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. Last Updated: 07/27/2016

Lebanon Mourns Politician Killed in Bombing

BEIRUT, Lebanon -- Lebanon mourned on Thursday an anti-Syrian member of the parliament whose assassination plunged the country deeper into crisis and threatened to derail efforts to elect a new president.

Banks and schools closed a day after a car bomb killed Christian Phalange Party lawmaker Antoine Ghanem and seven other people in Beirut in the latest in a series of attacks on opponents of Damascus.

Ghanem was the seventh anti-Syrian figure killed since the 2005 murder of former Prime Minister Rafik al-Hariri.

Ghanem's allies were quick to blame Syria for the latest bombing, which Damascus condemned.

His death cut the anti-Syrian coalition to 68 in the 128-seat parliament -- only three above an absolute majority of 65, whittling away at its leverage in the presidential election.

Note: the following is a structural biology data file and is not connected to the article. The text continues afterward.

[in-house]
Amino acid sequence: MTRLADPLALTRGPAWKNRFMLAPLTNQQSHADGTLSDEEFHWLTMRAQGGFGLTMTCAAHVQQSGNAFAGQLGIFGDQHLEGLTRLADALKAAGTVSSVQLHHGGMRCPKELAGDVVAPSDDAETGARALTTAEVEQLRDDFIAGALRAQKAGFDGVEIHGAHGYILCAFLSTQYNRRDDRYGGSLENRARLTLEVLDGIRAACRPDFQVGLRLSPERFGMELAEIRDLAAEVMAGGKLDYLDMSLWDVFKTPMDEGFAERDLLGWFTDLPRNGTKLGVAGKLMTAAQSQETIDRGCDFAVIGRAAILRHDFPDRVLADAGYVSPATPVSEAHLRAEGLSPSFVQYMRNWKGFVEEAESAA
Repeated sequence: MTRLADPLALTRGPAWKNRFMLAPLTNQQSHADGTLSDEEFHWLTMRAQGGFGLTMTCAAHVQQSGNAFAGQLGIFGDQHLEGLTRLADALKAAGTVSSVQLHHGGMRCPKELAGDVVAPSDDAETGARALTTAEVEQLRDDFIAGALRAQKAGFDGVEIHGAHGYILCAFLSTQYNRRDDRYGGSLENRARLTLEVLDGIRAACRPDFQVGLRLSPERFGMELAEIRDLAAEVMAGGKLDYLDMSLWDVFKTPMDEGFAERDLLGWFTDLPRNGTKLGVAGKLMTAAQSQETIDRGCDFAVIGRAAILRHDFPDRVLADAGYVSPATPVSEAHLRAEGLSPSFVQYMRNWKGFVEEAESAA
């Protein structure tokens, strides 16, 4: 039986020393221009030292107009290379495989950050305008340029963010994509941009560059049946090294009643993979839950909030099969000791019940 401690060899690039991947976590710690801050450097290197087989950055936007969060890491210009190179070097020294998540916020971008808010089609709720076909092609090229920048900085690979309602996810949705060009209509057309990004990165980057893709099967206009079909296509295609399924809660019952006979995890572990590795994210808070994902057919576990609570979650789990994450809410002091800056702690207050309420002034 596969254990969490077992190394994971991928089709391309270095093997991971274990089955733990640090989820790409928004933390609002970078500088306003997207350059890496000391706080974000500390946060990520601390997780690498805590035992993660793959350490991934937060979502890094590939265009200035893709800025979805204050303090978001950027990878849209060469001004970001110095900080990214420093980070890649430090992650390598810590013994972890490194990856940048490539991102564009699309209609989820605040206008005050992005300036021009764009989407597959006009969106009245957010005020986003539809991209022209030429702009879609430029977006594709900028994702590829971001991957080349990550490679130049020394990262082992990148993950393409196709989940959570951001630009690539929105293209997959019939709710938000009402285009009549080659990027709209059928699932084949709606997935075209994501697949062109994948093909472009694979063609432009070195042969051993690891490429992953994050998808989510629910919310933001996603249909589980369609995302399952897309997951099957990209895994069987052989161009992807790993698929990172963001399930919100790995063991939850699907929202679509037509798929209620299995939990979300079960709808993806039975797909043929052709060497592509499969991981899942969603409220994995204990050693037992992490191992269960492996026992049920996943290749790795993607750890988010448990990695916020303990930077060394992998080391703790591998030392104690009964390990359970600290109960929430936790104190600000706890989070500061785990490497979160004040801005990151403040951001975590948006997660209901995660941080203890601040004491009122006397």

The latest bloodshed drew international condemnation, with U.S. President George W. Bush, the United Nations and the European Union expressing horror at Ghanem's slaying.

Lebanese newspapers and politicians said the killing had set back efforts to reach a deal on a consensus candidate to replace pro-Syrian President Emile Lahoud, whose term ends in November.

The parliament is due to meet on Sept. 25 to elect the new president, but the session will not go ahead without a deal between the anti-Syrian governing coalition and opposition.

Government ministers affirmed their "commitment to holding the presidential elections on time," the Lebanese information minister said Thursday.

Agreeing on a new president is seen as a step toward ending Lebanon's worst political crisis since the 1975-1990 civil war. Efforts to solve the conflict have been complicated by the rivals' ties to competing regional powers.